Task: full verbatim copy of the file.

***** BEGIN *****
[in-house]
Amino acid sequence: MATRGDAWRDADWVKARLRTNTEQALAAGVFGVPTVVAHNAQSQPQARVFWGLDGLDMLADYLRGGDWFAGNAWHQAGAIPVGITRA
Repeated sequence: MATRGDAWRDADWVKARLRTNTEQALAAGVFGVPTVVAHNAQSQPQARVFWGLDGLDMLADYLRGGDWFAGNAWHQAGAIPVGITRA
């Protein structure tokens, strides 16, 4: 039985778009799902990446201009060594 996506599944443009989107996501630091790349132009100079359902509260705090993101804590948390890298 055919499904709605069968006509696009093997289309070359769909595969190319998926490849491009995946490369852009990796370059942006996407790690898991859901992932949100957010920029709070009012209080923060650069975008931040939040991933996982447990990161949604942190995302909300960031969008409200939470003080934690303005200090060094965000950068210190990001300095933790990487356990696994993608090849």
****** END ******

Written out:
[in-house]
Amino acid sequence: MATRGDAWRDADWVKARLRTNTEQALAAGVFGVPTVVAHNAQSQPQARVFWGLDGLDMLADYLRGGDWFAGNAWHQAGAIPVGITRA
Repeated sequence: MATRGDAWRDADWVKARLRTNTEQALAAGVFGVPTVVAHNAQSQPQARVFWGLDGLDMLADYLRGGDWFAGNAWHQAGAIPVGITRA
């Protein structure tokens, strides 16, 4: 039985778009799902990446201009060594 996506599944443009989107996501630091790349132009100079359902509260705090993101804590948390890298 055919499904709605069968006509696009093997289309070359769909595969190319998926490849491009995946490369852009990796370059942006996407790690898991859901992932949100957010920029709070009012209080923060650069975008931040939040991933996982447990990161949604942190995302909300960031969008409200939470003080934690303005200090060094965000950068210190990001300095933790990487356990696994993608090849």